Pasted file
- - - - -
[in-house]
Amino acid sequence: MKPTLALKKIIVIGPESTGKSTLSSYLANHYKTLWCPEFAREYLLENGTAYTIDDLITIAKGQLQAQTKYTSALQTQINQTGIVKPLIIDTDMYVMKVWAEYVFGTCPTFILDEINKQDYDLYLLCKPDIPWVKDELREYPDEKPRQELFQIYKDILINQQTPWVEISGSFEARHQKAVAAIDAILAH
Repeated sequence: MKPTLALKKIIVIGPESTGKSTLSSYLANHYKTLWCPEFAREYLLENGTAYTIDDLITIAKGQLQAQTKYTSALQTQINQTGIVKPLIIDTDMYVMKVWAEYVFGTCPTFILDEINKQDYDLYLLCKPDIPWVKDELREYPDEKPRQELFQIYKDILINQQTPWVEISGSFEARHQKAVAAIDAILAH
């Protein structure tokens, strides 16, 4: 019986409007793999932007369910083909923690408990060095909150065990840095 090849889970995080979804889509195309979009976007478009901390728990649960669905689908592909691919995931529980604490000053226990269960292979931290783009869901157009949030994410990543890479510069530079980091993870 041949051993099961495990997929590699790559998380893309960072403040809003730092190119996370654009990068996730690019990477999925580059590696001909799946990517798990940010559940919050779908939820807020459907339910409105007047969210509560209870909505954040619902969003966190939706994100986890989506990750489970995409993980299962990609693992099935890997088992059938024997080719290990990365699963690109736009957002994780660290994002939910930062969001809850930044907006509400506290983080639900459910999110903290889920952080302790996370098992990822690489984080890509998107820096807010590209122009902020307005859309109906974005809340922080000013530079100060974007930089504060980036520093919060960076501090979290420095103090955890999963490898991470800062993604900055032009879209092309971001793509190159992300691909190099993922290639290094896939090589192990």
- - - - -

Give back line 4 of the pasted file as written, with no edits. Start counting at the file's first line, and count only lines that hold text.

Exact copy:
């Protein structure tokens, strides 16, 4: 019986409007793999932007369910083909923690408990060095909150065990840095 090849889970995080979804889509195309979009976007478009901390728990649960669905689908592909691919995931529980604490000053226990269960292979931290783009869901157009949030994410990543890479510069530079980091993870 041949051993099961495990997929590699790559998380893309960072403040809003730092190119996370654009990068996730690019990477999925580059590696001909799946990517798990940010559940919050779908939820807020459907339910409105007047969210509560209870909505954040619902969003966190939706994100986890989506990750489970995409993980299962990609693992099935890997088992059938024997080719290990990365699963690109736009957002994780660290994002939910930062969001809850930044907006509400506290983080639900459910999110903290889920952080302790996370098992990822690489984080890509998107820096807010590209122009902020307005859309109906974005809340922080000013530079100060974007930089504060980036520093919060960076501090979290420095103090955890999963490898991470800062993604900055032009879209092309971001793509190159992300691909190099993922290639290094896939090589192990």